What is a Covenant Marriage and Do You Have One?
Divorce can be a very difficult process to go through and if you have a covenant marriage, there are a few more requirements that have to be met and planning that needs to be done.
Covenant MarriageThe easiest way to know if you have a covenant marriage is to ask yourself: do you know what it is? If you don't know what it is, you don't have one.
Three states (Arizona, Arkansas, and Louisiana) in the United States have a legally distinct type of marriage known as "covenant marriage."
Entering Into a Covenant MarriageTo enter into a covenant marriage, you must first undergo counseling with a marriage counselor or clergyman and file an affidavit of completion of counseling with the Clerk of the Court. Additionally, you have to sign a declaration acknowledging your intent to enter into a covenant marriage when you apply for your marriage license.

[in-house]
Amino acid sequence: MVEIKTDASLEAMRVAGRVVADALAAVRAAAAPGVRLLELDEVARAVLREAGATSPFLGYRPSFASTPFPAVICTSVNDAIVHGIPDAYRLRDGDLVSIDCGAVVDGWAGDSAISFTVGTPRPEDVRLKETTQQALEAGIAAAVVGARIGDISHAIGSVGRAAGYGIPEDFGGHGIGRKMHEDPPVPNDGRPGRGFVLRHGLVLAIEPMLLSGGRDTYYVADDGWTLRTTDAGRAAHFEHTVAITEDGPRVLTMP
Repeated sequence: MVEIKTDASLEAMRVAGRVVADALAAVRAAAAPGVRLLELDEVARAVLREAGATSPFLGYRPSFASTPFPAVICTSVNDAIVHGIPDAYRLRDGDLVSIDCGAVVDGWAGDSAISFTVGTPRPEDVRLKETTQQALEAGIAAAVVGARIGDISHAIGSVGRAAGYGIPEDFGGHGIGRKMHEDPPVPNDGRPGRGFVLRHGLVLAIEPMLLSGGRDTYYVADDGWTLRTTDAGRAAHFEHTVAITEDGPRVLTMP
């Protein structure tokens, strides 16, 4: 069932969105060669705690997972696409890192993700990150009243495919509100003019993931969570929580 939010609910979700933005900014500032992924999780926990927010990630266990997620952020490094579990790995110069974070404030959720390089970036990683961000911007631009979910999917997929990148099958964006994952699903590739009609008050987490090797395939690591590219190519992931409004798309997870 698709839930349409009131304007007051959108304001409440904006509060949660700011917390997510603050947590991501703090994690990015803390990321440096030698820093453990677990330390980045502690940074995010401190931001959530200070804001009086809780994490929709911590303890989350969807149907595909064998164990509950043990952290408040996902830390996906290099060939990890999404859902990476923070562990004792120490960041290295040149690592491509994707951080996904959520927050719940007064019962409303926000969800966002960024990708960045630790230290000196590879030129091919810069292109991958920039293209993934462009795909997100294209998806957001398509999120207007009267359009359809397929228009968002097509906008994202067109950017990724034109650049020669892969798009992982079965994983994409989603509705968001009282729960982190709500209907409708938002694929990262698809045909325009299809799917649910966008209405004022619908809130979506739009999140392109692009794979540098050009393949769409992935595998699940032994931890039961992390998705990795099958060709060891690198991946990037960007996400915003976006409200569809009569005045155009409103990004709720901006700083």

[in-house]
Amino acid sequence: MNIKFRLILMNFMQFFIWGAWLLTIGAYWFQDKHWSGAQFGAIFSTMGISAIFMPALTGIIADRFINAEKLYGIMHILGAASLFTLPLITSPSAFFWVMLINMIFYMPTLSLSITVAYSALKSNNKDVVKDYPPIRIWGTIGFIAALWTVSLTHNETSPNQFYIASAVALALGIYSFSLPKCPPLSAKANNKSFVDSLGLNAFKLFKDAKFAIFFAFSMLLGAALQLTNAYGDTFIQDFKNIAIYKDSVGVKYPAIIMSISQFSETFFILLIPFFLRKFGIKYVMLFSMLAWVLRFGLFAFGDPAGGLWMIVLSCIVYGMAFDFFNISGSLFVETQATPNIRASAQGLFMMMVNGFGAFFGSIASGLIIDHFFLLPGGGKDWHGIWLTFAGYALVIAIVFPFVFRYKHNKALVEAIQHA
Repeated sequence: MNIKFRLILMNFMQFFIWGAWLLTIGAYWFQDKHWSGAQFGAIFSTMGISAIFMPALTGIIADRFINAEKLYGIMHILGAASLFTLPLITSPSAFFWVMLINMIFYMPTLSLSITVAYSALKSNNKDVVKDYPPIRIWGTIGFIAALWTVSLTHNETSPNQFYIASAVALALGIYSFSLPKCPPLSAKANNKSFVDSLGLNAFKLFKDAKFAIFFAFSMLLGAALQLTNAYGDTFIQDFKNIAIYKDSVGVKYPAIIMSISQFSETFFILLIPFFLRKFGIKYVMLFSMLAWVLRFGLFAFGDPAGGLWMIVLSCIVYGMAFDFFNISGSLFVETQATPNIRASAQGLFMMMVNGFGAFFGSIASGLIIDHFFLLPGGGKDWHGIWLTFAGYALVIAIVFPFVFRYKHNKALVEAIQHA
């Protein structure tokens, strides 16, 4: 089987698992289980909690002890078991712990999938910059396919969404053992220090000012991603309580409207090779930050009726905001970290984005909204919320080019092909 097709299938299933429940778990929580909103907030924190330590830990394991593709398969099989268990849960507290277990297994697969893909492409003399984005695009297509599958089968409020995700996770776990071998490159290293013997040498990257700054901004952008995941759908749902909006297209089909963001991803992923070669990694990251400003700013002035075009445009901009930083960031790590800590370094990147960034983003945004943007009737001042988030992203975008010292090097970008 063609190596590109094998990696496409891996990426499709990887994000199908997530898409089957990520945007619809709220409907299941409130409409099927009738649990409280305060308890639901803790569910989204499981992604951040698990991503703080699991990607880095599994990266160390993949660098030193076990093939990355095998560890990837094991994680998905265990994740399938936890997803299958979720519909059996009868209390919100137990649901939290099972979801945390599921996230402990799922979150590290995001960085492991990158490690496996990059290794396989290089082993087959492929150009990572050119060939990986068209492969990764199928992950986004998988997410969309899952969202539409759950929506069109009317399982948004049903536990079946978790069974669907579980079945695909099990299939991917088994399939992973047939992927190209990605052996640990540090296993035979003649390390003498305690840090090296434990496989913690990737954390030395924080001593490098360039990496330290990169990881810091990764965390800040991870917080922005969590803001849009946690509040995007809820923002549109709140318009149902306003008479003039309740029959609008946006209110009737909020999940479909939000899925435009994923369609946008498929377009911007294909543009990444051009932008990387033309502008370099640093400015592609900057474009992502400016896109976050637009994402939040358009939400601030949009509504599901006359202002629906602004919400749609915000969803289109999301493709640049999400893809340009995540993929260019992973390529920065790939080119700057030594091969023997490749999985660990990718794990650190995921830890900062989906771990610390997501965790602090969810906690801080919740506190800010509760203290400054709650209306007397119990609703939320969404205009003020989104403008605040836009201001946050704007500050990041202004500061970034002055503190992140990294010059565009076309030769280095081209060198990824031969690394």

Converting Your MarriageIf you are already married and you want to convert to a covenant marriage you can do so by paying a fee and completing a Declaration of Intent to enter into a covenant marriage with a sworn statement containing your personal information and the date and place of your wedding. The fee and completed Declaration must be filed with the Clerk of the Court.
RequirementsAside from the additional requirements to enter into a covenant marriage, the other distinct characteristic of a covenant marriage is that the court can only grant a divorce or legal separation in a limited number of situations. Due to the high divorce rate in this country, the supporters of covenant marriages thought it would be a good idea to make it more difficult to get a divorce.
For example, grounds for divorce or legal separation of a covenant marriage include, but are not limited to:
- Commission of a felony
- Drug or alcohol abuse
- If the parties have lived separately for two years, or
- If the parties have been legally separated for one year prior to filing for divorce